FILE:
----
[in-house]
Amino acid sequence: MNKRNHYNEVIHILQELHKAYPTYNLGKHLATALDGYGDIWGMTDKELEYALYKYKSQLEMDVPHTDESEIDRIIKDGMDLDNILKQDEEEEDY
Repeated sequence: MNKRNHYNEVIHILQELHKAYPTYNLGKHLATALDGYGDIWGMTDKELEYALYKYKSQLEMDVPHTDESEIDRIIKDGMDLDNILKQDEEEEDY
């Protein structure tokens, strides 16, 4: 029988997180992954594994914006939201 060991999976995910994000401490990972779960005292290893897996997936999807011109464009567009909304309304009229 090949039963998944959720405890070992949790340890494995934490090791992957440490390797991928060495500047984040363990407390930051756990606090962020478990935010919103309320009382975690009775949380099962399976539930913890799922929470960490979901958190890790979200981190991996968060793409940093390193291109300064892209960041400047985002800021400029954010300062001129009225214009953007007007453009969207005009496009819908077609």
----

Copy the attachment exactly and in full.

[in-house]
Amino acid sequence: MNKRNHYNEVIHILQELHKAYPTYNLGKHLATALDGYGDIWGMTDKELEYALYKYKSQLEMDVPHTDESEIDRIIKDGMDLDNILKQDEEEEDY
Repeated sequence: MNKRNHYNEVIHILQELHKAYPTYNLGKHLATALDGYGDIWGMTDKELEYALYKYKSQLEMDVPHTDESEIDRIIKDGMDLDNILKQDEEEEDY
């Protein structure tokens, strides 16, 4: 029988997180992954594994914006939201 060991999976995910994000401490990972779960005292290893897996997936999807011109464009567009909304309304009229 090949039963998944959720405890070992949790340890494995934490090791992957440490390797991928060495500047984040363990407390930051756990606090962020478990935010919103309320009382975690009775949380099962399976539930913890799922929470960490979901958190890790979200981190991996968060793409940093390193291109300064892209960041400047985002800021400029954010300062001129009225214009953007007007453009969207005009496009819908077609």